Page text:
A few factors likely came into play, including what some call the “shy-Trump” theory. The logic here is that voters were ashamed to admit to pollsters which candidate they truly supported.
“Societal pressures might have kept them from declaring their true intention. When surrounded by a perceived majority that favored Clinton, declaring that they themselves would vote for Trump might seem disgraceful and cause emotional discomfort. Swimming against the stream can cause distress.”- Aradhna Krishna, Professor Marketing and Behavioral Science, University of Michigan
What might the predictions have looked like if the media soothsayers could have employed neuromarketing measurement techniques?
Rather than relying on stated responses to stimuli (“I like this one better,” for example), neuromarketing uses other tactics to see what’s truly going on in the brain. The same techniques are applied whether you are asking about political preferences or doing research on a new product design.
Neuromarketing isn’t just one thing. There are many ways to go about conducting this cutting-edge research. The primary methods of neuromarketing research include:
Neuromarketing doesn’t, however, seek to replace traditional market research, but to supplement it.
As Dooley explains, “Some people think neuromarketing means the end of traditional market research like surveys, focus groups, etc. Neuromarketing studies augment, rather than replace, other approaches. The highest predictive power usually comes from combining multiple techniques.”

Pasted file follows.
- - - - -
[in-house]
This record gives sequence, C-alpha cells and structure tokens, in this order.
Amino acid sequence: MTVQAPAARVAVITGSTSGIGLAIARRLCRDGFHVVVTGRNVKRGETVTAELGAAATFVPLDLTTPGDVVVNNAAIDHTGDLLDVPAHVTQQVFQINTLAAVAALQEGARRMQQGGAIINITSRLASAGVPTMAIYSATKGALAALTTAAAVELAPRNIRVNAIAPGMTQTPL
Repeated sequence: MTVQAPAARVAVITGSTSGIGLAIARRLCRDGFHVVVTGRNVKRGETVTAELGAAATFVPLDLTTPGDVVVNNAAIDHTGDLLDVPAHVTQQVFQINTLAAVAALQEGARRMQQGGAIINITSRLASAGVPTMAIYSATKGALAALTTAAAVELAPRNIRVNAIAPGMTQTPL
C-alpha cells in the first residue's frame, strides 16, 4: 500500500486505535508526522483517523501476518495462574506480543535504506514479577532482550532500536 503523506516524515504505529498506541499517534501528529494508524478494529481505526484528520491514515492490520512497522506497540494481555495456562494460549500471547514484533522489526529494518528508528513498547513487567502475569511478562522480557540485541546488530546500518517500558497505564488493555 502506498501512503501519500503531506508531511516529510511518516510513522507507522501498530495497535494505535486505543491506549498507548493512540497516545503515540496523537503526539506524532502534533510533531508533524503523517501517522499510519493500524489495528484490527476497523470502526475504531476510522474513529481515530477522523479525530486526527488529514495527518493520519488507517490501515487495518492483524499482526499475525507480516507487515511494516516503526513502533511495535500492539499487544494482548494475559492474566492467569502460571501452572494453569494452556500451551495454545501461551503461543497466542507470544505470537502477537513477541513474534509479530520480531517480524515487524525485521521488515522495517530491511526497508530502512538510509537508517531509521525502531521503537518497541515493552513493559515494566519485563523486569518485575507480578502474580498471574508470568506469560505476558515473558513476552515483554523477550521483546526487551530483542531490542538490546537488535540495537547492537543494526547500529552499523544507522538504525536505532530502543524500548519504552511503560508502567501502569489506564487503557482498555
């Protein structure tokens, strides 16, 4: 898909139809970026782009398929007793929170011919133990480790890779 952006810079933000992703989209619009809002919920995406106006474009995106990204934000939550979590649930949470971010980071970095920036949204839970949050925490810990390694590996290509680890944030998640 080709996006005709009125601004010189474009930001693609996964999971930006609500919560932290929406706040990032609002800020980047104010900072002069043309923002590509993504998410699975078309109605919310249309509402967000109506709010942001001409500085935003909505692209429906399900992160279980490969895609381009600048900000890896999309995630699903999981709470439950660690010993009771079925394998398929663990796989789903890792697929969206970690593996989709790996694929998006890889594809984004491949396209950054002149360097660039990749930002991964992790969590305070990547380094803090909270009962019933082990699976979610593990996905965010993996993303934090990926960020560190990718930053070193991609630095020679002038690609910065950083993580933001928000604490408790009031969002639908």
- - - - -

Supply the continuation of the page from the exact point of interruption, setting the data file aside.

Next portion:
Neuromarketing metrics can help us uncover what’s really going on behind the stated answer or the expected response. Knowing this helps marketers gain a better understanding of product design, branding, advertising and customer experiences.
The benefit? This makes it not only more lucrative for brands, but a better overall experience for the customer.
So what’s the truth about neuromarketing? Is it total hogwash, or it is the magic bullet for brands? Is it accessible to marketers from smaller organizations that have smaller budgets? Is it even ethical?
Let’s look at some popular myths about it, and set the record straight with some cold, hard evidence and insights from industry thought leaders.
With the recent focus on fake news and the echo chamber effect of our online existence, many believe that what we consume has tremendous power over us– and that neuromarketers exist to leverage that power, for their clients’ gain, at our expense.
The truth is that understanding how the human brain works can help brands build stronger ties with their customers. Marketers have an enormous opportunity to improve the impact of their messaging and customer experience, delivering real value for the buyer – and for the brand.